11.  DON’T MESS WITH YOUR BANDAGES. This one is tough! My next appointment is next Monday. I wish I could change the bandage now. My 2nd toe incision was still bleeding a bit when they redid the bandage 3 days after surgery so the bandage looks nasty. But all seems well along the edges and I’m not showing any signs of infection.

12.  FASTER BONE HEALING? I’m told bone heals in 6-8 weeks and today I read that toe bones heal faster with screws in it. I wonder if that’s similar to baked potatoes that cook faster with nails pushed through the middle from end to end the long way? 🙂 Whatever the case, feet are amazing and healing energy is a miracle. Go feet!

Day 3 – 67 hours after surgery. My first post op visit. I walk into the consultation room and notice an evaluation form on a clipboard with a pen. I look it over and decide to fill it out when I get home. I have more to say than answering a few yes/no questions.

First of all…Oh my God!!! A new foot! Could it really be mine?! Wait til you see it without tape! Unbelievable! Truly. This is ART with a capital “A!”

When the foot assistant cuts away the last bandages I am so blown away I feel light-headed and think I’m going to faint . (It may have also been watching on an empty stomach and that a little fresh blood was still visible as the tape was being removed that made me queasy.)

I wait for the doctor to check my foot. In he comes, smiles (yay!) and says, “Hi. How are you?”

I smile and he immediately sits on a stool and reviews my foot. “Oh. Beautiful! Do you feel any pain?”


“Do you want to be on video? We have videographers here today?”

I say nothing. In fact, I’m feeling a little annoyed that he’s so quick to ask me to be in his video. I need a little more positive reinforcement and analysis before I say yes. And what about quid pro quo? I’ve spent a lot of year paying health insurance to have this done and it’s still $1500.00 out of my pocket.

And what long term results? I’m not ready to unequivocally jump up and down (literally or figuratively) based on the fact that I have little to no pain right now. The jury is still out until I’m walking on my foot with no support and everything working as it should be.

He doesn’t push. There’s an uncomfortable silence for me. He continues, “They wanted me to take the word “painless” out of my advertising so that’s why we have these evaluations now, so that we have proof that it is painless.”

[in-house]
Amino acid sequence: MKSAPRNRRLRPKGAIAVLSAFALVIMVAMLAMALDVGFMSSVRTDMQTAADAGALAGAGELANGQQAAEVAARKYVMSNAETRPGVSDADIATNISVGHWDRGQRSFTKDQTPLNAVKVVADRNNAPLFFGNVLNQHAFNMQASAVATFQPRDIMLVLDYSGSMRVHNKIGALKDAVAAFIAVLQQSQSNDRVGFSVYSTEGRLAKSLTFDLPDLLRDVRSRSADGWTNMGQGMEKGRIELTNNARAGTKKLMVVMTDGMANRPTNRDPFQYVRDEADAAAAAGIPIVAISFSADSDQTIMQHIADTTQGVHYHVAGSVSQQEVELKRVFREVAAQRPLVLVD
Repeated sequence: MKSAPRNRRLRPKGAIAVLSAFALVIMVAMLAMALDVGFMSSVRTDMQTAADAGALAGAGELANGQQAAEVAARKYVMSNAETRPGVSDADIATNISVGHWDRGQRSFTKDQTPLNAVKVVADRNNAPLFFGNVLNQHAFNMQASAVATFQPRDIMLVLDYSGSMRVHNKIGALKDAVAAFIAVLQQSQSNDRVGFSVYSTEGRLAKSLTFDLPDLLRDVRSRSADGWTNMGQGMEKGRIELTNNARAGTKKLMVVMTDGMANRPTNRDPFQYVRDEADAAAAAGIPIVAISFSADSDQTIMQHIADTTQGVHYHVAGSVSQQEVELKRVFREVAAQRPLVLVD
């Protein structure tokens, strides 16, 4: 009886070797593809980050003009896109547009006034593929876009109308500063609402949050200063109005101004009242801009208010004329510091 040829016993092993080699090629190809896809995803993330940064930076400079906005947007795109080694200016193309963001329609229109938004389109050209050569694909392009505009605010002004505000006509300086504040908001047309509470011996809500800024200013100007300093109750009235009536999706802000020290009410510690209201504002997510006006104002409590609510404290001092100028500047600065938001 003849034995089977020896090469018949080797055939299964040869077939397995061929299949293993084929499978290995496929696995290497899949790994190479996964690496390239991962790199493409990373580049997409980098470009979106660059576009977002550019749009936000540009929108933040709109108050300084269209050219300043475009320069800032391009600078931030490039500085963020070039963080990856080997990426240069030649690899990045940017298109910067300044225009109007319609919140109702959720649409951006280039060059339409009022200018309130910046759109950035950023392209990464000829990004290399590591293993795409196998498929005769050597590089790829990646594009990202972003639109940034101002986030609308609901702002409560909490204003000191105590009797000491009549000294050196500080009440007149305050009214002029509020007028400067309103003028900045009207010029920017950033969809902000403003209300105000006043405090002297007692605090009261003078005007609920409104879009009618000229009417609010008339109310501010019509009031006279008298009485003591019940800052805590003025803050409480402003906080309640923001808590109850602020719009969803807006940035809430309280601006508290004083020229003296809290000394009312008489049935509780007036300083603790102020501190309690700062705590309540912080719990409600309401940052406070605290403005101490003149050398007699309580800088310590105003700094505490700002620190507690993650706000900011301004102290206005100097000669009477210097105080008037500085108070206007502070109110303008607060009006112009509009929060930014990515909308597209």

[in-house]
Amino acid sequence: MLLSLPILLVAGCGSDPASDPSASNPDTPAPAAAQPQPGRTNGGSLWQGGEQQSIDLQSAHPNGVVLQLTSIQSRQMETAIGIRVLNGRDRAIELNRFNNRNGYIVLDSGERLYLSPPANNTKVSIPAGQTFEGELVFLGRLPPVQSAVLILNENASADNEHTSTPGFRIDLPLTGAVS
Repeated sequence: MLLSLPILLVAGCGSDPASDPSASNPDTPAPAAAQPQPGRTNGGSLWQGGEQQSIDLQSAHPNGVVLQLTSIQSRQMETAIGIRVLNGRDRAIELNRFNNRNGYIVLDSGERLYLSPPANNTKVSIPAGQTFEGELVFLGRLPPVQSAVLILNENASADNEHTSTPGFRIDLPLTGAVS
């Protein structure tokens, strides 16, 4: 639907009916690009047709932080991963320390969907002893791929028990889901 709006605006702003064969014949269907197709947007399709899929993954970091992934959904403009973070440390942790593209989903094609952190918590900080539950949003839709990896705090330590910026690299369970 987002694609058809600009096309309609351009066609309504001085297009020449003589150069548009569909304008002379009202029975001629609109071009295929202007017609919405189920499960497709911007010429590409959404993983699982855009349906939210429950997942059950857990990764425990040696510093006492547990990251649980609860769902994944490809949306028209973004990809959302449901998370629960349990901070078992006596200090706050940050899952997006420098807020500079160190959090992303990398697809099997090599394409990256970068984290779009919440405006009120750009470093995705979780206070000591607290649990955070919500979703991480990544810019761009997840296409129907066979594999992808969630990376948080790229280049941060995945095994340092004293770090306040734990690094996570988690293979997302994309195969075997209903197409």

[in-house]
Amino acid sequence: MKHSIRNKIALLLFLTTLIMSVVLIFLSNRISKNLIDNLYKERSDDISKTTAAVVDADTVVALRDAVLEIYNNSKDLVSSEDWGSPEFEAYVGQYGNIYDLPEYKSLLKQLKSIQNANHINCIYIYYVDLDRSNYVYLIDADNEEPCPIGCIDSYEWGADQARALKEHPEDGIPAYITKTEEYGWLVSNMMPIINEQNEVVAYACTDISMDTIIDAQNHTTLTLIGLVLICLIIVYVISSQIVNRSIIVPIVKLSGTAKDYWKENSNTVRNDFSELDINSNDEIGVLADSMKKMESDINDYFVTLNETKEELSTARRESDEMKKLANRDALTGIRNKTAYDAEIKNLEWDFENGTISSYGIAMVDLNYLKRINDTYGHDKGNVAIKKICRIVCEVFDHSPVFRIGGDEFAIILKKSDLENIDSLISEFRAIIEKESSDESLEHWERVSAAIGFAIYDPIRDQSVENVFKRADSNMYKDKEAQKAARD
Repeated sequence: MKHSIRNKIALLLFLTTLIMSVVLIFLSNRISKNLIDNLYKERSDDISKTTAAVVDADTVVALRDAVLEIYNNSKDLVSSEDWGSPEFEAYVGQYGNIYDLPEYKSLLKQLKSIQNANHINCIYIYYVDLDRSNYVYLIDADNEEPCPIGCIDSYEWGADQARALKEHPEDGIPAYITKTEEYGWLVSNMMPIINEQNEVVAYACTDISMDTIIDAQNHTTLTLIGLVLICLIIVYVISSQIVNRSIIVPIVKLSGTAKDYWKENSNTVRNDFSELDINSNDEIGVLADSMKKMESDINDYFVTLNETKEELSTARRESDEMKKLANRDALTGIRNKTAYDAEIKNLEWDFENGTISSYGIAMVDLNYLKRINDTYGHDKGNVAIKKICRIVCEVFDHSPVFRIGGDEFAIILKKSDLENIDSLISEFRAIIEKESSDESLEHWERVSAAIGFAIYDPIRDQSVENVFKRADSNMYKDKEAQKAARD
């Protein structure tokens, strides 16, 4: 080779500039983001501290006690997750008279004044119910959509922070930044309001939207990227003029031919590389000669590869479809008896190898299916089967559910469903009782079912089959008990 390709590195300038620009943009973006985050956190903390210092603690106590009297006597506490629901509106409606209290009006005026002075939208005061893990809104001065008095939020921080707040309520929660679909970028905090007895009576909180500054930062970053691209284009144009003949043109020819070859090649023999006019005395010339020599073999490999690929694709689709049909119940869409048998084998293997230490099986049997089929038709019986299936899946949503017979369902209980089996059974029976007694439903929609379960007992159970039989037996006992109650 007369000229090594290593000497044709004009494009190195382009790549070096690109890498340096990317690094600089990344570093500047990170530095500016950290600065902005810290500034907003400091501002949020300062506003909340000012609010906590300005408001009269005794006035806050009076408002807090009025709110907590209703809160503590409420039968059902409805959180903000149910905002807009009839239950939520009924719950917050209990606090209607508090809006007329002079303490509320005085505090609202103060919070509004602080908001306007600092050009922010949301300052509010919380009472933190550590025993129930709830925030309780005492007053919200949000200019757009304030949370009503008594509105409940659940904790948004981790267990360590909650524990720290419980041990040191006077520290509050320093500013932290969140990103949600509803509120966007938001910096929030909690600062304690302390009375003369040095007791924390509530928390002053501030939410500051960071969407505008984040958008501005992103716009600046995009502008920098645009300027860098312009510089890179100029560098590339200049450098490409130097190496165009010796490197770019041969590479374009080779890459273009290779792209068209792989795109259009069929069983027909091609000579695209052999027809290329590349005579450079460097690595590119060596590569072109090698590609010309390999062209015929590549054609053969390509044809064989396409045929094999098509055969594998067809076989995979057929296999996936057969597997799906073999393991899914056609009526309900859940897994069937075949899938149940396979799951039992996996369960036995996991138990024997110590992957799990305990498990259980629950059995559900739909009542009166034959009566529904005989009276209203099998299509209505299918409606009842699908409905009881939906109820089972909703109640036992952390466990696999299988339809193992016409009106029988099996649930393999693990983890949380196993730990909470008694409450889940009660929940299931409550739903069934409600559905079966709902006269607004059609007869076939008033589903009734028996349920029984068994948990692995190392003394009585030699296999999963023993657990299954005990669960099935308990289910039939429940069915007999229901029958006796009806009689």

Compared to others whose stories I’ve heard who haven’t used this doctor, it was virtually painless. Granted, I’ve followed his instructions, as he strongly urged, to the letter. I also have taken 1/2 of a 5 mg vicoden tablet from the prescription he gave me for the 2nd and 3rd nights just before bed so I could sleep through the night. The first night was a little weird. I have a slight ache just below my little toe off an on for a few hours with a lot of buzzing and tingling in the numb areas of my big toe and 2nd toe as my foot regained its feeling so I didn’t sleep much that night.

All that said, I am REALLY PLEASED with the initial results and I tell him so. “You did an amazing job! And my experience with you in pre-op surgery was great! Your team was great! Thank you! You know, you are a different person in the surgical suite than you are in the consultation room. You were easier and more upbeat just before surgery. You should bring that into this room. You have a great smile and it really helps me feel more comfortable about what you’re doing.

He listens and I see a slight smile. No resistance. I feel heard. I feel grateful. He begins to tape and wrap my foot. My eyes keep noticing that my third toe is now tilting skyward and resting on top of my 2nd toe. I feel annoyed and ask about it.

The doctor looks equally annoyed by my question and says these toes will all lay flat when I’m putting my weight on them.

Okay…”And what about when I’m resting?” I ask. No answer. Hmm…I ask him to make sure they’ll all be in alignment regardless of how my foot is positioned.